2) Encouraging others with facial paralysis: The Reader’s Digest once reported the story of an attractive and successful business woman who noticed a small lump behind her ear as she was brushing her hair one morning. As the days went on, she noticed that the lump was getting larger. So, she decided to see her doctor.  Her worst fears were confirmed.  The doctor told her that the lump was a large tumor that would require immediate surgery.  When she awoke following the surgery, she found her entire head wrapped like that of a mummy. She could see herself in a mirror only through two tiny holes cut into the wrapping. When the bandages were removed after a week she was shocked to see that her once attractive features had become disfigured by a facial paralysis caused perhaps by damage to facial nerves during the removal of the tumor. Standing before the mirror, she told herself that she had to make a choice whether to laugh or to cry. She decided to laugh. Although the various therapies tried were unsuccessful in alleviating the facial paralysis, the decision to laugh in the face of adversity allowed this woman to carry on with her life with joy, giving encouragement to those with similar paralysis.  Today’s Gospel tells us how Jesus encouraged the imprisoned John the Baptist by dispelling his doubts about the role of the Messiah and making him strong enough to face martyrdom.

2) “Sweetheart, you’re the answer to my prayers.” A few years ago in Reader’s Digest, a lady named Barbara Bartocci reported searching for the perfect birthday card for her husband. She came across a promising one. On the outside it read: “Sweetheart, you’re the answer to my prayers.” Then she turned to the inside, which was inscribed, “You’re not what I prayed for exactly, but apparently you are the answer.” In a strange way, something like that was running through John’s mind as he sat there in that prison. He and his people had hoped and prayed for years for a Messiah, one anointed by God to lead the nation, a deliverer who would vanquish occupying forces, conquer all enemies, establish a great Kingdom, and usher in an era of peace and prosperity. In time past, and not that long ago, John had come to believe that the prayers had been answered. The Messiah was none other than his own cousin, Jesus of Nazareth. But Jesus’ mission was spiritual.

3) “Down with Khrushchev!” There was a joke that came out of the Soviet Union many years ago about a Russian who stood on the street corner in Moscow, and shouted, “Down with Khrushchev!” He was arrested and sent to prison camp for ten years. While he was in prison, he had a change of heart, and came to see that Khrushchev was a great leader after all. The only problem was, while he was in prison the times changed, and Khrushchev was deposed from office and publicly denounced. When the man was released, he went back to that same street corner in Moscow. He wanted to give a public testimony to his rehabilitation. This time he shouted, “Hooray for Khrushchev!” and got ten more years. Timing is everything! Look at our lesson for this morning. The disciples of John the Baptist come to Jesus, and ask, “Are you the one, or do we look for another?” It is a critical question for John. John has preached that the time has come. The Messiah, he said, is about to appear, so repent, get ready, put your lives in order. He has devoted his whole life to the belief that the time has come. But he is in prison now. Though he is unaware of it, John is about to lose his head. So he sends his disciples to ask Jesus, “Are you the one that we have been waiting for, or do we still look for somebody else?”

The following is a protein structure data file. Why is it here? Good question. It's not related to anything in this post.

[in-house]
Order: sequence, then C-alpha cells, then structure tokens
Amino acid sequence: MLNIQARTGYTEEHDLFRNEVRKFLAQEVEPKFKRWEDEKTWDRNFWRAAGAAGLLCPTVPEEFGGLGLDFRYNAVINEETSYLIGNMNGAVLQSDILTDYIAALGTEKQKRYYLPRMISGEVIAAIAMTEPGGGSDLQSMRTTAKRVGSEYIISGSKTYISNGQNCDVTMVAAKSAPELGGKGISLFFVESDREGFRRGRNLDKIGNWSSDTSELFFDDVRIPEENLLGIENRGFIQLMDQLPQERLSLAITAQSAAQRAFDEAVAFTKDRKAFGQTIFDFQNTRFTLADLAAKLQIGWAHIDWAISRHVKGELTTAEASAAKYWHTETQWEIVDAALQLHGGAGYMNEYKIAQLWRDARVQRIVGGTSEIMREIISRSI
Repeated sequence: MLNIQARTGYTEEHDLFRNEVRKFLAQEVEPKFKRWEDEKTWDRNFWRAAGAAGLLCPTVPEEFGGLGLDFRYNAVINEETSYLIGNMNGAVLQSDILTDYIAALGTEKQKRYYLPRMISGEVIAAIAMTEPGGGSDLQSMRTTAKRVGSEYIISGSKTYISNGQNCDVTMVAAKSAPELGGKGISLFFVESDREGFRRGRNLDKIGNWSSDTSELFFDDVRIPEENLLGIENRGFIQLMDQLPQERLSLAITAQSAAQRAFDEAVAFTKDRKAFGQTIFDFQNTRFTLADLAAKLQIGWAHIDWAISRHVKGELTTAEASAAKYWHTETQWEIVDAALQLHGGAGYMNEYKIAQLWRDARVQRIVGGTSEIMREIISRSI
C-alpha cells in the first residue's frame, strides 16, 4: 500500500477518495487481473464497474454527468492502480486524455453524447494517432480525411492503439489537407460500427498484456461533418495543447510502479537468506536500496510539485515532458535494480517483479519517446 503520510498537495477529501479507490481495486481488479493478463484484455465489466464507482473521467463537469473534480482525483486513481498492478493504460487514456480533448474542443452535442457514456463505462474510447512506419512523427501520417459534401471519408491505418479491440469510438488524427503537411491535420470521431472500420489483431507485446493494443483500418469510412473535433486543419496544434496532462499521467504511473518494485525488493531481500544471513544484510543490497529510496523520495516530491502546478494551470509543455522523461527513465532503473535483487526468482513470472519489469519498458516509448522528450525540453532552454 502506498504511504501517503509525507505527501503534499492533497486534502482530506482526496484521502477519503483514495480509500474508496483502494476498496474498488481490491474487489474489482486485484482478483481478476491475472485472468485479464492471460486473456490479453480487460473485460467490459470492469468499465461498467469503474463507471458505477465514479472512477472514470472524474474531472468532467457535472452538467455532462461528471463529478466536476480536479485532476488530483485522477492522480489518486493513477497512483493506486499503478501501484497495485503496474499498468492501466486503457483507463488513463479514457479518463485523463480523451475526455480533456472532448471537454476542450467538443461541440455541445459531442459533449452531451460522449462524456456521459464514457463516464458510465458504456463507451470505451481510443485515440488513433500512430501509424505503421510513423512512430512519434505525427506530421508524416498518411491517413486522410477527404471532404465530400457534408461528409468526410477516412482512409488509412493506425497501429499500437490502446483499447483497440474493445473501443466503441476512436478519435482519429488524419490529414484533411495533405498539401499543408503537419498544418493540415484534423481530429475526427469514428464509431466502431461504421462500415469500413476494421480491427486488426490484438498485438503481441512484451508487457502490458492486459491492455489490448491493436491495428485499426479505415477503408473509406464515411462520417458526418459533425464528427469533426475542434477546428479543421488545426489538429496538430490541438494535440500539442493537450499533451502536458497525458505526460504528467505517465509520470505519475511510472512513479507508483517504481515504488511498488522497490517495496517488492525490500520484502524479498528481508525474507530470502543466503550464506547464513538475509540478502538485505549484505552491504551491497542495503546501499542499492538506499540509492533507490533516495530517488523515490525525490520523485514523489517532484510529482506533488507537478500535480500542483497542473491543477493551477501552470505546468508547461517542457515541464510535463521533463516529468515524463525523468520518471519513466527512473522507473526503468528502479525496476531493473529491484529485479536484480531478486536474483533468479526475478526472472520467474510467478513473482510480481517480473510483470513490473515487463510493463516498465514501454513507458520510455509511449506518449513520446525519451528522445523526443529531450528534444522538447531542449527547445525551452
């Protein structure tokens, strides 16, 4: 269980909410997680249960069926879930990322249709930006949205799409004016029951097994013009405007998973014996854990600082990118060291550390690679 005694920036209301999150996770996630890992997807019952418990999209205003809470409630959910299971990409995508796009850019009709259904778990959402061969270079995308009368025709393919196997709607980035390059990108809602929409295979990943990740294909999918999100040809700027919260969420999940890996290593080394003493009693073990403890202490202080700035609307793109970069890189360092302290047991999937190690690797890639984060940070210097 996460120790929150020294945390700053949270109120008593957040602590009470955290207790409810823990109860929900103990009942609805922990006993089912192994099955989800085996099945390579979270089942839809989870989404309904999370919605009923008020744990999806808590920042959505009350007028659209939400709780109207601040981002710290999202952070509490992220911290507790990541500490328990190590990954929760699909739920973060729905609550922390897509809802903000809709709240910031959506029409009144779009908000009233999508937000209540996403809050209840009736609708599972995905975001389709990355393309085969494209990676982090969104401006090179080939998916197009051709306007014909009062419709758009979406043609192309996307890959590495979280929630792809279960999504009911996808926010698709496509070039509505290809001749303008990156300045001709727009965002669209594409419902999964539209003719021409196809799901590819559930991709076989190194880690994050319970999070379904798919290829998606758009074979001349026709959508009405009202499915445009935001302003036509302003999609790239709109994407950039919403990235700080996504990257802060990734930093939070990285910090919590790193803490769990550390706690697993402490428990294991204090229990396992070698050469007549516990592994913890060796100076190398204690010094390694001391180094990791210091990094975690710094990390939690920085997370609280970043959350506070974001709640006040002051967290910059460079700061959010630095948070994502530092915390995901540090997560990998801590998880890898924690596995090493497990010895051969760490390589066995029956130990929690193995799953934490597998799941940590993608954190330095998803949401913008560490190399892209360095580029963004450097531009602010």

4) Broken dreams of a warrior Messiah: In his book Horns and Halos, Dr. J. Wallace Hamilton tells about one of the weirdest auction sales in history, held in Washington, D.C., in 1926. At the auction, 150,000 patented models of old inventions were declared obsolete and placed on the block for public auction. Prospective buyers and on-lookers chuckled as item after item was put up for bid; such as a “bed-bug buster” or an “illuminated cat” that was designed to scare away mice. Then there was a device to prevent snoring. It consisted of a trumpet that reached from the mouth to the ear; and was designed to awaken the snorer and not the neighbors. And then there was the adjustable pulpit that could be raised or lowered according to the height of the preacher. Needless to say, this auction of old patent models was worth at least 150,000 laughs; but if we would look into this situation a little more deeply, we would discover that these 150,000 old patent models also represent 150,000 broken dreams. Today’s Gospel shows us John the Baptist’s broken dreams of a warrior Messiah.

5) John expected better treatment from a Messiah: Glen was nearly 90 years old and had not been sick more than a few hours of those 90 years. Then the doctor mentioned cancer. At first Glen nodded and said that for 90 good years he had no complaints. But as days passed he grew quiet, the smile left his face, and the love left his eyes. He worried constantly, and complained just a bit more than that. “I’ve tried to do good,” Glen said one morning, “but I just don’t see why God would do this to me. This isn’t what I expected at all. Maybe I’ve been wasting my time.” In the same way, John the Baptist expected better treatment from a Messiah.